OllieF1
One, Two, Three, Four, Five. Huh, No Six Yet?

One, Two, Three, Four, Five. Huh, No Six Yet?

I’ve been noticing a lot of curiosity on the Formula One websites, blogs and forums today, much of it centred around first time winners and maiden victories for teams. Given that Sebastian Vettel’s win has gone down with a lot of popularity, it’s hardly surprising. Also, Sebastian is the third new winner this year so far, which prompted Alex to ask on Sidepodcast if anyone knew the last time a season had four new winners…

First Time Winners, Season By Season

Year First-Time Winners Total
2008 Robert Kubica, Heikki Kovalainen, Sebastian Vettel 3
2007 Lewis Hamilton 1
2006 Felipe Massa, Jenson Button 2
2005 0
2004 Jarno Trulli 1
2003 Kimi Raikkonen, Fernando Alonso, Giancarlo Fisichella 3
2002 0
2001 Juan Pablo Montoya, Ralf Schumacher 2
2000 Rubens Barrichello 1
1999 Eddie Irvine 1
1998 0
1997 Heinz-Harald Frentzen, Mika Hakkinen 2
1996 Jacques Villeneuve, Olivier Panis 2
1995 David Coulthard, Johnny Herbert, Jean Alesi 3
1994 0
1993 Damon Hill 1
1992 Michael Schumacher 1
1991 0
1990 0
1989 Thierry Boutsen, Alessandro Nannini 2
1988 0
1987 0
1986 Gerhard Berger 1
1985 Nigel Mansell, Ayrton Senna 2
1984 0
1983 0
1982 Patrick Tambay, Michele Alboreto, Riccardo Patrese, Elio de Angelis, Keke Rosberg 5
1981 Alain Prost 1
1980 Nelson Piquet, René Arnoux 2
1979 Jean-Pierre Jabouille 1
1978 Gilles Villeneuve, Patrick Depailler 2
1977 Gunnar Nilsson, Jacques Laffite, Alan Jones 3
1976 John Watson 1
1975 James Hunt, Carlos Pace, Jochen Mass, Vittorio Brambilla 4
1974 Niki Lauda, Jody Scheckter, Carlos Reutemann 3
1973 Ronnie Peterson, Peter Revson 2
1972 Jean-Pierre Beltoise 1
1971 Mario Andretti, Peter Gethin, François Cevert 3
1970 Clay Regazzoni, Emerson Fittipaldi 2
1969 Jochen Rindt 1
1968 Jacky Ickx, Jo Siffert 2
1967 Denny Hulme, Pedro Rodriguez 2
1966 Ludovico Scarfiotti 1
1965 Jackie Stewart, Richie Ginther 2
1964 Lorenzo Bandini 1
1963 John Surtees 1
1962 Graham Hill, Jim Clark, Dan Gurney 3
1961 Wolfgang von Trips, Giancarlo Baghetti, Innes Ireland 3
1960 Phil Hill 1
1959 Jack Brabham, Joakim Bonnier, Bruce McLaren 3
1958 0
1957 Tony Brooks 1
1956 Peter Collins, Luigi Musso 2
1955 Stirling Moss, Maurice Trintignant 2
1954 0
1953 Mike Hawthorn 1
1952 Piero Taruffi 1
1951 Alberto Ascari, José Froilán González 2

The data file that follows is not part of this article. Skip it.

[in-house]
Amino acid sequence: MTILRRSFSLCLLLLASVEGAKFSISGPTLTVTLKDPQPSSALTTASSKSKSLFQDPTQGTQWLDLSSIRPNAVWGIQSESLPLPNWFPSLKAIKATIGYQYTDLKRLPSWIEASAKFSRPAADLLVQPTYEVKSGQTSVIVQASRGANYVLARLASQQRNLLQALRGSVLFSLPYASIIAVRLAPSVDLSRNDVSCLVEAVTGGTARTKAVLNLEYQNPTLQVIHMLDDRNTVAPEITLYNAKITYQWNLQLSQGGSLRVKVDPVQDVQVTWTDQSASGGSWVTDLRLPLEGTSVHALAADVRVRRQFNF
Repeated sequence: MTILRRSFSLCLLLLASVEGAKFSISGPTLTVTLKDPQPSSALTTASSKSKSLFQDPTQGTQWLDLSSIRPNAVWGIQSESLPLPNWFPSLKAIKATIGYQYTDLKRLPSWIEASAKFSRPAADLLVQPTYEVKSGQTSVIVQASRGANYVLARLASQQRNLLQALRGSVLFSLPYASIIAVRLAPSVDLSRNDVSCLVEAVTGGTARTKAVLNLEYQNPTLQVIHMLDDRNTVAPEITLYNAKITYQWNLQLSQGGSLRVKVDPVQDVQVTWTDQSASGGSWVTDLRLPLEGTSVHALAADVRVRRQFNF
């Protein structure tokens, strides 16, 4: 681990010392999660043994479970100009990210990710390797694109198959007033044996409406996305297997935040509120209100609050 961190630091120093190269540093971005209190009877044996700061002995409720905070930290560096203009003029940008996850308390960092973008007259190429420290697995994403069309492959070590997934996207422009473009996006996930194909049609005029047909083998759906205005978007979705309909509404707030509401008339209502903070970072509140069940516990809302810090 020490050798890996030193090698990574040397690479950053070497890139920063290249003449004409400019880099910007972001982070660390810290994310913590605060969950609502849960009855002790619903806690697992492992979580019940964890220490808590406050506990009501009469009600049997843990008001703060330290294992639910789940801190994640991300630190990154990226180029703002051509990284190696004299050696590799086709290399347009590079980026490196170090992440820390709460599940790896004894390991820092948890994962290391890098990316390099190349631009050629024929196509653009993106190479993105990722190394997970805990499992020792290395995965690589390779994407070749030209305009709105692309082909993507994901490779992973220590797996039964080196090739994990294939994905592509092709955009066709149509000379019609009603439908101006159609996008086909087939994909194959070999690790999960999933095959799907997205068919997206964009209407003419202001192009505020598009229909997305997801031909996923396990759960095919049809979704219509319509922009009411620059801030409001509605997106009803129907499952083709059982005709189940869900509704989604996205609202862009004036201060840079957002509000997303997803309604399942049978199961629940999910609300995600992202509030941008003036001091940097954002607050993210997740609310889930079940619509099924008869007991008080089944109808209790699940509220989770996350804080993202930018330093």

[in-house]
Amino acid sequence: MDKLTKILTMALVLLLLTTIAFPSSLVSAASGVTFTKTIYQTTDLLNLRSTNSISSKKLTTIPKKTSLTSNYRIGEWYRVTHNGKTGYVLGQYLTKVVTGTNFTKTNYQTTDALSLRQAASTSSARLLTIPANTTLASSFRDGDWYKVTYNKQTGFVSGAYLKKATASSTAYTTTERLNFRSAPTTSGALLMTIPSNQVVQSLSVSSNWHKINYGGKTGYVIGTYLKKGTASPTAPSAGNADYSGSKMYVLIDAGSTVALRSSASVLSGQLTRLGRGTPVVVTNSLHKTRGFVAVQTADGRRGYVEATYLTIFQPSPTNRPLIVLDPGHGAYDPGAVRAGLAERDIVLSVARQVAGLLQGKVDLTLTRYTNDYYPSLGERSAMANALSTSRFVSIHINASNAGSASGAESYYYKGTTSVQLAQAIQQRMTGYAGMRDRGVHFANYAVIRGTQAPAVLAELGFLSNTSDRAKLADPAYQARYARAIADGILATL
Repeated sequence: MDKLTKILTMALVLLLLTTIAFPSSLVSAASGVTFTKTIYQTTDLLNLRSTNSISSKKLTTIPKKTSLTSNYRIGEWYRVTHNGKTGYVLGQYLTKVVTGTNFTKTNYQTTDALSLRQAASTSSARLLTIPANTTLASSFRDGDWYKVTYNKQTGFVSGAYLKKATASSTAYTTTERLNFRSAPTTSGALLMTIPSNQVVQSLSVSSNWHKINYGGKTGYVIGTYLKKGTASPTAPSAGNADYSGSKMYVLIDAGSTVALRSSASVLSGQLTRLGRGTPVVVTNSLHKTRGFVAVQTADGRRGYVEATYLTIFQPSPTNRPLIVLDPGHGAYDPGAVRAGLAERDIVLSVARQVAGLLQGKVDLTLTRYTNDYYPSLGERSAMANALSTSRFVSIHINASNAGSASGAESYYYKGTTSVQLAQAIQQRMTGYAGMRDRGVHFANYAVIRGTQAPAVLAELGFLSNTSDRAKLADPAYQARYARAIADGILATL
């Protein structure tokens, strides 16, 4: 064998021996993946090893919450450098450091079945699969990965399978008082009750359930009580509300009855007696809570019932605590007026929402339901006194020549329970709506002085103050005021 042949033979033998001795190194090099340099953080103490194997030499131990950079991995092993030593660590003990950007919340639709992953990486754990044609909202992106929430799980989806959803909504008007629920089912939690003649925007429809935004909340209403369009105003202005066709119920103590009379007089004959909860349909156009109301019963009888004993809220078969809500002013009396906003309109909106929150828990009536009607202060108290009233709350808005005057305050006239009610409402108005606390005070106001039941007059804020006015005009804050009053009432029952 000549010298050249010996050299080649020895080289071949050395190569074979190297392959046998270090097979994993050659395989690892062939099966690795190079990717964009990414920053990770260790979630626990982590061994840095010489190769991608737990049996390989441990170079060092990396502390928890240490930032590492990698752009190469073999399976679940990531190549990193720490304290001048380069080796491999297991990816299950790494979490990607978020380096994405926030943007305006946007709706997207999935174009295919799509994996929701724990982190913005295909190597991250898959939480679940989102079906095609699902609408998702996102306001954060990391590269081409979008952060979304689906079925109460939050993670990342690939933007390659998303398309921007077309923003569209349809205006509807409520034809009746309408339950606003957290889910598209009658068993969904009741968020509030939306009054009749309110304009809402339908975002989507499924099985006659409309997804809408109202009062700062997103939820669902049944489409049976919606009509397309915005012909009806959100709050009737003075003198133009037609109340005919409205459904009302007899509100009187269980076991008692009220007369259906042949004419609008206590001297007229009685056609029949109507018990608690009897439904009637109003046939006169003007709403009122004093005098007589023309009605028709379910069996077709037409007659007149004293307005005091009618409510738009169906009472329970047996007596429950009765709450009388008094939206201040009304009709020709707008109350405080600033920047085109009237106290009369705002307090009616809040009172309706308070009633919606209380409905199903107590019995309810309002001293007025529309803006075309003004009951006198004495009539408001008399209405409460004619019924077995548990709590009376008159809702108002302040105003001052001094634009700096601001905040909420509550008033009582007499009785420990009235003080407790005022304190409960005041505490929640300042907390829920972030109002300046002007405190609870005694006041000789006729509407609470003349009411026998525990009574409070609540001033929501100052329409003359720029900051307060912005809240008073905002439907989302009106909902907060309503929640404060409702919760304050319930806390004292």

1950 Juan Manuel Fangio, Giuseppe Farina 2

*All Indy 500 winners (that were part of the championship) have been excluded because for most of them the 500 was their only win in Formula One and many of the regular F1 drivers didn’t take part.

So, the last time three drivers won their maiden races in a year was 2003, with Alonso and Raikkonen beginning their winning careers, and Giancarlo Fisichella being awarded a strange victory after the Brazilian Grand Prix was red flagged and Raikkonen took the win initially. Before then, 1995 was the last time three new faces joined the record books; Briton’s Coulthard and Herbert and the emotionally charged Jean Alesi who cried his way around Montreal on the parade lap.

1982 was perhaps the most special year for multiple first-timers and is also the answer to Alex’s question; Keke Rosberg, Elio de Angelis, Riccardo Patrese, Patrick Tambay and Michele Alboreto all won their first races that year, totalling 5 and to date, the most ever. In fact, that year saw eleven different winners, and Rosberg took the title with only his one maiden win under his belt.

1975 was the previous landmark season, with James Hunt, Carlos Pace, Jochen Mass, Vittorio Brambilla each taking a winners trophy. 1974 and and 1971 both saw three drivers break into the winners circle, as did 1962, 1961, 1959 and of course, 1950. Although as I state in the table, Johnnie Parsons and all other Indy 500 winners have been excluded because for most of them the 500 was their only win in Formula One and many of the regular F1 drivers didn’t take part.

So there you have it. There have been many times when three drivers have broken their winning-virginity in one single year, but only once have four, and only once again have five.

Oliver White

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